o There is no requirement for time, just so long as there was a common vendor at some point in the
history
2. Before selling the land, the common vendor laid out the Estate, or a defined portion of it, that included the
land which the parties now own in lots subject to restrictions intended to be imposed on all the lots AND the
restrictions are consistent only with some general Scheme of Development of the land
o i.e. All the lots in the scheme have covenants AND the only reason for the covenants was the scheme
3. The common vendor intended the restrictions to benefit all the lots to be sold
o This is gathered from all the facts and circumstances
o In Elliston v Reacher information such as advertising the original development was used
4. Both the parties, or their predecessors in title, purchased their lots from the common vendor on the basis
that the restrictions were to ensure for the benefit of the other lots in the scheme
o i.e. You intended to benefit as well as burden
There is some dispute as to whether building schemes may be registered under Torrens Title.
In Pirie v Registrar-General (1962) 109 CLR 619:
Kitto J with whom Owen J agreed indicated that s 88(1) only applies to those covenants created by an
instrument which indicates the benefit is annexed to the land.
Windeyer and Taylor JJ agreed that s 88(1) has a broader application and may include covenants created by
a building scheme.
Menzies J did not take the view that covenants had to satisfy s 88(1) and his comments are therefore obiter.
The view of Windeyer and Taylor JJ would appear to prevail in NSW: Re Louis [1971] 1 NSWLR 164, cf. Re Martyn
(1965) 65 SR (NSW) 387. Therefore, covenants created by building schemes may also be registered under s 88(3)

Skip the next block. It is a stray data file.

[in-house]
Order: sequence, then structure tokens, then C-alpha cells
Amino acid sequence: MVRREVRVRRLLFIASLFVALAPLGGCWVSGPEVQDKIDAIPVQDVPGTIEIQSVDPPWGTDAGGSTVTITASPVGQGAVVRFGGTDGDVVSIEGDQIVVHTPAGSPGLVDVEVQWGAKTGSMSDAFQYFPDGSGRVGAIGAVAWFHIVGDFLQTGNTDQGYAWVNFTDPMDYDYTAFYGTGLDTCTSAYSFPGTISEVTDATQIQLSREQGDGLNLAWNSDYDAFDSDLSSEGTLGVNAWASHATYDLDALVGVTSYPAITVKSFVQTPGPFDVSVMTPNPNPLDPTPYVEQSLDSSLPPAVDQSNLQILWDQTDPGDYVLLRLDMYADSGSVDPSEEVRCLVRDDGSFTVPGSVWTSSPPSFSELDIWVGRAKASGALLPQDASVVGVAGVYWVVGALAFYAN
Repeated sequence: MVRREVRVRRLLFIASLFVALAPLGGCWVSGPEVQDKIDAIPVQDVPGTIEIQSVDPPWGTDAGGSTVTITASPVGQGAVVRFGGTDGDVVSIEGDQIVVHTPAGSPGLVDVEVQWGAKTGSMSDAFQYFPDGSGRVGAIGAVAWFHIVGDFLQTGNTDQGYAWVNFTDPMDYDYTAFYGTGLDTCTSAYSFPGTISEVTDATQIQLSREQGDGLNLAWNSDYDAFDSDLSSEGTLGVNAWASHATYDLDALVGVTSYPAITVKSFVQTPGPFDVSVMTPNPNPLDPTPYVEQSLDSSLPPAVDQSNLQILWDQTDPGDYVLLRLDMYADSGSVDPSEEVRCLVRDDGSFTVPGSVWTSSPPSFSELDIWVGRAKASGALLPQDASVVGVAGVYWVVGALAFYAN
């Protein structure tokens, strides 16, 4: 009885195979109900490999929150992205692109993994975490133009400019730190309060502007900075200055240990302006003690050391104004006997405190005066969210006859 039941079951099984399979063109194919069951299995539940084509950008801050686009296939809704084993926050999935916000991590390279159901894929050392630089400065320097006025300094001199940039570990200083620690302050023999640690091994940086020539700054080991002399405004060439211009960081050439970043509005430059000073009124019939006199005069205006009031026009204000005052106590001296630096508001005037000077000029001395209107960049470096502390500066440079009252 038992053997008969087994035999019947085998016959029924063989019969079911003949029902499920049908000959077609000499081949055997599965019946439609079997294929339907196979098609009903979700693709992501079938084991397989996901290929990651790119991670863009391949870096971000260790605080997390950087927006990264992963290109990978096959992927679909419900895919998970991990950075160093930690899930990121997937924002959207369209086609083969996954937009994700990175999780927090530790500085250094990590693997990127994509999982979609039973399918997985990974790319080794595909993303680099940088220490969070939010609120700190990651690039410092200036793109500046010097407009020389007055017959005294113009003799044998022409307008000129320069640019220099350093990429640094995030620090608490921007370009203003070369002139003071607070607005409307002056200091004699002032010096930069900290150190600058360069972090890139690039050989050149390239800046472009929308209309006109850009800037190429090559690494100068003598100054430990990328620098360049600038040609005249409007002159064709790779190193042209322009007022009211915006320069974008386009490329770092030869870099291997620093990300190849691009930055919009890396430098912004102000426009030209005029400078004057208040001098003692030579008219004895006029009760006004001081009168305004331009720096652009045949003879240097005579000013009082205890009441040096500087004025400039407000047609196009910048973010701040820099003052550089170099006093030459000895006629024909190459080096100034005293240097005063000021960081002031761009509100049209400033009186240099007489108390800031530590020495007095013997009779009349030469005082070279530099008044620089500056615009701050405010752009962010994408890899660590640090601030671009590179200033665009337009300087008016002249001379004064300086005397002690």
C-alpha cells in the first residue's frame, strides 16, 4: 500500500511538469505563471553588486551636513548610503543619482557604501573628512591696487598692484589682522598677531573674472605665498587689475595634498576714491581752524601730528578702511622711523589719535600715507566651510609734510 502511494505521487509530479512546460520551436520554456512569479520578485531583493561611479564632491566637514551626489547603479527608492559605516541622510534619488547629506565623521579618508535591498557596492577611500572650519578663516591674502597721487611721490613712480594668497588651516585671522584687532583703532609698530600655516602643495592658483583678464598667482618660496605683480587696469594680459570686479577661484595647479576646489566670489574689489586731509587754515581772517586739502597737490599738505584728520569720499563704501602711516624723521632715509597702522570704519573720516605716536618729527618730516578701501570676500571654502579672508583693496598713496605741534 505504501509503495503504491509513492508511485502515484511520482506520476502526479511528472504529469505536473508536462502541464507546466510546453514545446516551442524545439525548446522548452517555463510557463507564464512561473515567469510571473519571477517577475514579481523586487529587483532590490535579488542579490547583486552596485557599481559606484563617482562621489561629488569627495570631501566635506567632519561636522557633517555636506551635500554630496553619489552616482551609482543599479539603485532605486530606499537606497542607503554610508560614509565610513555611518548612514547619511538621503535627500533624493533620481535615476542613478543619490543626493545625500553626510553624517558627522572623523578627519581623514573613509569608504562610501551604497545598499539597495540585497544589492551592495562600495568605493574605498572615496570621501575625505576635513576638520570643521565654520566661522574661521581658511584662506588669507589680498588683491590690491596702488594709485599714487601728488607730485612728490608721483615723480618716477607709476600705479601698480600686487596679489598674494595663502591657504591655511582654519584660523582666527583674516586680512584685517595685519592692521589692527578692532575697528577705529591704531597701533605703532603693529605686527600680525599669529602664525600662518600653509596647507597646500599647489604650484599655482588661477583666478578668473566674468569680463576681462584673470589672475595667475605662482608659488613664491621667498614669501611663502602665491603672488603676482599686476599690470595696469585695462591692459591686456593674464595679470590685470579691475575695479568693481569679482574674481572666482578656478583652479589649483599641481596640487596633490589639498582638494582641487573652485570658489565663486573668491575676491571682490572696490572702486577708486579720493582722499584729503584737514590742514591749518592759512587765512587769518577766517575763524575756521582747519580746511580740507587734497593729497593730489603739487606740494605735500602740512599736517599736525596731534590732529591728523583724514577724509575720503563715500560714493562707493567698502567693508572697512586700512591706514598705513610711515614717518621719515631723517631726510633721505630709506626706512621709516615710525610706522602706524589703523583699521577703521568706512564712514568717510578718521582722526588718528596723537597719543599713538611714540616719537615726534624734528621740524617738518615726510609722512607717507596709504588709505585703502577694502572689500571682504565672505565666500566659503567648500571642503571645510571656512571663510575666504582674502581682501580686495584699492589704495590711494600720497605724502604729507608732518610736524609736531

Conveyancing Act 1919 (NSW) like any other covenant (i.e. they must comply with s 88(1)).
s 88B Instruments
Since 1964, a restrictive covenant can be created as part of a subdivision under s 88B Conveyancing Act 1919 (NSW).
The covenant must:
Be created as part of a subdivision pursuant to s 196 Conveyancing Act 1919 (NSW)
Comply with the formal requirements of s 88 CA.
It will be enforceable whether or not any of the seven requirements discussed above are met.
e.g. The owner may own the benefited and burdened land: s 88B(3)(c)(ii)
NB: s 88B does not validate an invalid covenant like indefeasibility, so the covenant must still touch and
concern the land
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Freehold Covenants a
Extinguishment of Covenants
Expressly
OST – must be by deed: s 23B(1) Conveyancing Act 1919 (NSW).
Torrens – must be executed in the correct form and lodged with the Registrar-General.
Implication
Maybe realised impliedly where:
A long course of usage wholly inconsistent with the covenant: Hepworth v Pickles [1900] 1 Ch 108; or
The owner of the benefitted land has shown a disregard for breaches such that a reasonable person would
believe future breaches would be ignored: Chatsworth Estates Co v Fewell [1931] 1 Ch 224 at 231-2; or
A change in the character of the neighbourhood to such a degree that there is no longer any value left in the
covenant: Application of Fox (1981) 2 BPR 9310 at 9320.
Mere inactivity in the face of a breach will not amount to an implied release of the covenant: Application of Fox
(1981) 2 BPR 9310 at 9320.
Statute
s 89 Conveyancing Act 1919 (NSW) grants the Supreme Court the power to modify or extinguish an covenant if
satisfied that:
(1)(a) There are facts (such as a change of neighbourhood character) which make the covenant obsolete,
would impede the reasonable use of the burdened land or the covenant no longer benefits the benefitted
land; or
(1)(b) The owner of the benefitted land can be said to have abandoned the covenant or waived the benefit
of the restriction
s 28(2) Environmental Planning and Assessment Act 1979 (NSW) allows a person to breach a regulatory instrument in
order to carry out development work in accordance with an environmental planning instrument (e.g. DA). A
‘regulatory instrument’ may include a restrictive covenant: Coshott v Ludwig [1997] NSW ConvR 55-810.
Part 8A Real Property Act 1900 (NSW) empowers the Registrar-General to remove covenants on application if they
are:
A ‘building materials covenant’, ‘fencing covenant’ or ‘value of structures covenant’; and
The covenant is at least 12 years old; and
The covenant is ‘of a type likely to lose any practical value after 12 years of operation’.
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Freehold Covenants